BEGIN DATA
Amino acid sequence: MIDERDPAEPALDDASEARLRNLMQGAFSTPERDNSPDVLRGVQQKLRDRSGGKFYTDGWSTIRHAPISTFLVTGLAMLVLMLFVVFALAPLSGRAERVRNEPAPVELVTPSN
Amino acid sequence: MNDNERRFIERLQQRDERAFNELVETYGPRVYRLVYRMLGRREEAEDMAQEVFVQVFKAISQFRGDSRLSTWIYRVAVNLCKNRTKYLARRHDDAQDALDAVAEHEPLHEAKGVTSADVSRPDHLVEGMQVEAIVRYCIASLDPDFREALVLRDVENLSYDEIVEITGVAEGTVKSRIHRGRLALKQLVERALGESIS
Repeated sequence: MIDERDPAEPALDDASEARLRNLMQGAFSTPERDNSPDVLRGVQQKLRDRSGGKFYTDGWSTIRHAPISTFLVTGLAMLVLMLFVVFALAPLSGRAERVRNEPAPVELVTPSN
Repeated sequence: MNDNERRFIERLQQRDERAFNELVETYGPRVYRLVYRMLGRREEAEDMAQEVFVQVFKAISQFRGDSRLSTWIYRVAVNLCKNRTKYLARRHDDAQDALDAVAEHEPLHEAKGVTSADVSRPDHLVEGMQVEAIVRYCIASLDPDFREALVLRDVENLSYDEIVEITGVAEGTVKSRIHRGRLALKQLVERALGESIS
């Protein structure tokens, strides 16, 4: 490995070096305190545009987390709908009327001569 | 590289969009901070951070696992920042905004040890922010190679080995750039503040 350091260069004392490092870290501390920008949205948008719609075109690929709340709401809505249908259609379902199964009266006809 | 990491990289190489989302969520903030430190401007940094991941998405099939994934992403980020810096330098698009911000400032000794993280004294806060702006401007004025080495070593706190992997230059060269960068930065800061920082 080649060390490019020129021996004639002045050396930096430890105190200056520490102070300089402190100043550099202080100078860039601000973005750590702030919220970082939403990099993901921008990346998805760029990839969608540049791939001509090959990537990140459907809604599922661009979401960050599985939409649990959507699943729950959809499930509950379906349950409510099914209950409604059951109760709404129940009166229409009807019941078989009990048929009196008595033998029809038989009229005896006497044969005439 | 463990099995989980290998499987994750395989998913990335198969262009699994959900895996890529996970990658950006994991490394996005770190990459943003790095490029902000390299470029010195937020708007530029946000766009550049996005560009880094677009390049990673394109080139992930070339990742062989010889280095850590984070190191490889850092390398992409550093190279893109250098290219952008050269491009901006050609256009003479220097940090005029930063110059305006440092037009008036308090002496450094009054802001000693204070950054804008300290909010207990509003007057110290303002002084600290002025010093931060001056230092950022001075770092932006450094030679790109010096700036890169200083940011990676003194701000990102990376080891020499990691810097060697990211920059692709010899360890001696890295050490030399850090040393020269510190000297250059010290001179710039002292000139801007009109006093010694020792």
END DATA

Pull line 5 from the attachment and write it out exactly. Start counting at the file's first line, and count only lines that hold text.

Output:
């Protein structure tokens, strides 16, 4: 490995070096305190545009987390709908009327001569 | 590289969009901070951070696992920042905004040890922010190679080995750039503040 350091260069004392490092870290501390920008949205948008719609075109690929709340709401809505249908259609379902199964009266006809 | 990491990289190489989302969520903030430190401007940094991941998405099939994934992403980020810096330098698009911000400032000794993280004294806060702006401007004025080495070593706190992997230059060269960068930065800061920082 080649060390490019020129021996004639002045050396930096430890105190200056520490102070300089402190100043550099202080100078860039601000973005750590702030919220970082939403990099993901921008990346998805760029990839969608540049791939001509090959990537990140459907809604599922661009979401960050599985939409649990959507699943729950959809499930509950379906349950409510099914209950409604059951109760709404129940009166229409009807019941078989009990048929009196008595033998029809038989009229005896006497044969005439 | 463990099995989980290998499987994750395989998913990335198969262009699994959900895996890529996970990658950006994991490394996005770190990459943003790095490029902000390299470029010195937020708007530029946000766009550049996005560009880094677009390049990673394109080139992930070339990742062989010889280095850590984070190191490889850092390398992409550093190279893109250098290219952008050269491009901006050609256009003479220097940090005029930063110059305006440092037009008036308090002496450094009054802001000693204070950054804008300290909010207990509003007057110290303002002084600290002025010093931060001056230092950022001075770092932006450094030679790109010096700036890169200083940011990676003194701000990102990376080891020499990691810097060697990211920059692709010899360890001696890295050490030399850090040393020269510190000297250059010290001179710039002292000139801007009109006093010694020792």